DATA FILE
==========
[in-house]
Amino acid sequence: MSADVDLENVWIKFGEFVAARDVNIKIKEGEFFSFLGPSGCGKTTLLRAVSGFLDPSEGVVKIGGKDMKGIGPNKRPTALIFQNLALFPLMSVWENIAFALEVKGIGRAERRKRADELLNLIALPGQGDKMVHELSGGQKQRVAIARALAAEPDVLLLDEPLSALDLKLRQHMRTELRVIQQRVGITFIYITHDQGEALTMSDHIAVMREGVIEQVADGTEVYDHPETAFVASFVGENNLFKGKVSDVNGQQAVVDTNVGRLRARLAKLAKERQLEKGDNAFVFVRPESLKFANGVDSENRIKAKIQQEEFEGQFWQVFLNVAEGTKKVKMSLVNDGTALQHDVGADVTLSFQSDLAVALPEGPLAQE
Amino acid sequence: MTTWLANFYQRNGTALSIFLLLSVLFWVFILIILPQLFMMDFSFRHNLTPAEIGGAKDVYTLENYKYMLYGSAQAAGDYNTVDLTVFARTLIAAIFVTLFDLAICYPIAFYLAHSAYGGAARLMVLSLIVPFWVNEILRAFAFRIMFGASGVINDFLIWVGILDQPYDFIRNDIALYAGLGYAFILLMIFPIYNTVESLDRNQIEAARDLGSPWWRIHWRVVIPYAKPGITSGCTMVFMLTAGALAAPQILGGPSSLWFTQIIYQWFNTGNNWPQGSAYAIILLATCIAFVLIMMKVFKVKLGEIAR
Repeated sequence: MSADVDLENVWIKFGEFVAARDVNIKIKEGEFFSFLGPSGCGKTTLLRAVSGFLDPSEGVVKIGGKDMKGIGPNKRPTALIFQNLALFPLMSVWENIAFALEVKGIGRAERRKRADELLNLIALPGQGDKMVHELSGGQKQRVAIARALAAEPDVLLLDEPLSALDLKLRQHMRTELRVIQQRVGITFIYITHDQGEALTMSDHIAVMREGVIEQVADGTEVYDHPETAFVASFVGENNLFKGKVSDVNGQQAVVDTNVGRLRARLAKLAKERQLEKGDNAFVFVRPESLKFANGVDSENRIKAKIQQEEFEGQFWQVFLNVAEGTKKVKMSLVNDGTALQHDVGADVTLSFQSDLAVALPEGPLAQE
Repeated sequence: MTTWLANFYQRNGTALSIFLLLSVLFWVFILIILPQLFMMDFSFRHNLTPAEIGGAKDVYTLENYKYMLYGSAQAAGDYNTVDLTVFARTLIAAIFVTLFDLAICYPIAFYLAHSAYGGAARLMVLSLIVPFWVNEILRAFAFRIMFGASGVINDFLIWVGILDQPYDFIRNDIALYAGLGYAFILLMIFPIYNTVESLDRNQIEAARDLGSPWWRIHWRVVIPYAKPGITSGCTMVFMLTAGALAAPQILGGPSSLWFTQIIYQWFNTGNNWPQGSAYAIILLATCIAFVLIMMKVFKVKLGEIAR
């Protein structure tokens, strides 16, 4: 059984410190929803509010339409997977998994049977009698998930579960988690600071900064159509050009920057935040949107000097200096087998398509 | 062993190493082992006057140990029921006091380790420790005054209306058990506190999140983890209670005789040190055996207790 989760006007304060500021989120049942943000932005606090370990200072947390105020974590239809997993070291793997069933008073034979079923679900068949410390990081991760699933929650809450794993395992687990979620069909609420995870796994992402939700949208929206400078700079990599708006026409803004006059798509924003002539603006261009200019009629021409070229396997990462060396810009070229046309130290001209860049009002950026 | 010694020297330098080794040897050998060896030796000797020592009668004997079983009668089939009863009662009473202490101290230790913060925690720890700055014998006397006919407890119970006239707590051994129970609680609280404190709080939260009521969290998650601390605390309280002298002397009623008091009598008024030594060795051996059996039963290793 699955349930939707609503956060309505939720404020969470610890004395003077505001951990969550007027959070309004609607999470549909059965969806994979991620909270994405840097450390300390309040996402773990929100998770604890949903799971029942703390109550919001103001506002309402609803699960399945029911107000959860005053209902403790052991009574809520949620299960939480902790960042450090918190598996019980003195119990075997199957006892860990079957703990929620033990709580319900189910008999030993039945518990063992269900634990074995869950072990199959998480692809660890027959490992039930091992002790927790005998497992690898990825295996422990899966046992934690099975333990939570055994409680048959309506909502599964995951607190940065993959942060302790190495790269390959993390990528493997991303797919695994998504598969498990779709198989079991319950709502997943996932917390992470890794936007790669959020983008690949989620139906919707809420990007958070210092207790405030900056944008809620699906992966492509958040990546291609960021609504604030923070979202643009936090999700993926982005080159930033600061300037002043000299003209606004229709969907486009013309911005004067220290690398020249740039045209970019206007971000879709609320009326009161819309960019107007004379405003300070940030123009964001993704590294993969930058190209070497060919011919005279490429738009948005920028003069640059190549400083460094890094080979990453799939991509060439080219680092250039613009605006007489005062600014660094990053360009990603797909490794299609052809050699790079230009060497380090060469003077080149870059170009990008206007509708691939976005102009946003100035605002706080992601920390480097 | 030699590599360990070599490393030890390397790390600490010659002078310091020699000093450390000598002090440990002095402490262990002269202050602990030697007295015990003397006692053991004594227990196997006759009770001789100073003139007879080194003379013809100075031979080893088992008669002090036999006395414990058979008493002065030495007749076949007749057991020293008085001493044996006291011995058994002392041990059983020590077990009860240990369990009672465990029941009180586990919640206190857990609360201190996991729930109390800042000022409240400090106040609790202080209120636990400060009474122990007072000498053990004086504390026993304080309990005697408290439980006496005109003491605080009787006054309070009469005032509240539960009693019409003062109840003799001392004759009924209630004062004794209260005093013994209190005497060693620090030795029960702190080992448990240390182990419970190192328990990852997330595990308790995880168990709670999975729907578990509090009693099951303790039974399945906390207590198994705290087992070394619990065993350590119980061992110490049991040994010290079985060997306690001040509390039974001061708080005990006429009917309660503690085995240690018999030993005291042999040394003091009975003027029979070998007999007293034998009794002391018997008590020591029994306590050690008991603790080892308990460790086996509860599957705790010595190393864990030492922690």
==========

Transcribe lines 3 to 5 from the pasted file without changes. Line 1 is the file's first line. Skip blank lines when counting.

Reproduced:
Amino acid sequence: MTTWLANFYQRNGTALSIFLLLSVLFWVFILIILPQLFMMDFSFRHNLTPAEIGGAKDVYTLENYKYMLYGSAQAAGDYNTVDLTVFARTLIAAIFVTLFDLAICYPIAFYLAHSAYGGAARLMVLSLIVPFWVNEILRAFAFRIMFGASGVINDFLIWVGILDQPYDFIRNDIALYAGLGYAFILLMIFPIYNTVESLDRNQIEAARDLGSPWWRIHWRVVIPYAKPGITSGCTMVFMLTAGALAAPQILGGPSSLWFTQIIYQWFNTGNNWPQGSAYAIILLATCIAFVLIMMKVFKVKLGEIAR
Repeated sequence: MSADVDLENVWIKFGEFVAARDVNIKIKEGEFFSFLGPSGCGKTTLLRAVSGFLDPSEGVVKIGGKDMKGIGPNKRPTALIFQNLALFPLMSVWENIAFALEVKGIGRAERRKRADELLNLIALPGQGDKMVHELSGGQKQRVAIARALAAEPDVLLLDEPLSALDLKLRQHMRTELRVIQQRVGITFIYITHDQGEALTMSDHIAVMREGVIEQVADGTEVYDHPETAFVASFVGENNLFKGKVSDVNGQQAVVDTNVGRLRARLAKLAKERQLEKGDNAFVFVRPESLKFANGVDSENRIKAKIQQEEFEGQFWQVFLNVAEGTKKVKMSLVNDGTALQHDVGADVTLSFQSDLAVALPEGPLAQE
Repeated sequence: MTTWLANFYQRNGTALSIFLLLSVLFWVFILIILPQLFMMDFSFRHNLTPAEIGGAKDVYTLENYKYMLYGSAQAAGDYNTVDLTVFARTLIAAIFVTLFDLAICYPIAFYLAHSAYGGAARLMVLSLIVPFWVNEILRAFAFRIMFGASGVINDFLIWVGILDQPYDFIRNDIALYAGLGYAFILLMIFPIYNTVESLDRNQIEAARDLGSPWWRIHWRVVIPYAKPGITSGCTMVFMLTAGALAAPQILGGPSSLWFTQIIYQWFNTGNNWPQGSAYAIILLATCIAFVLIMMKVFKVKLGEIAR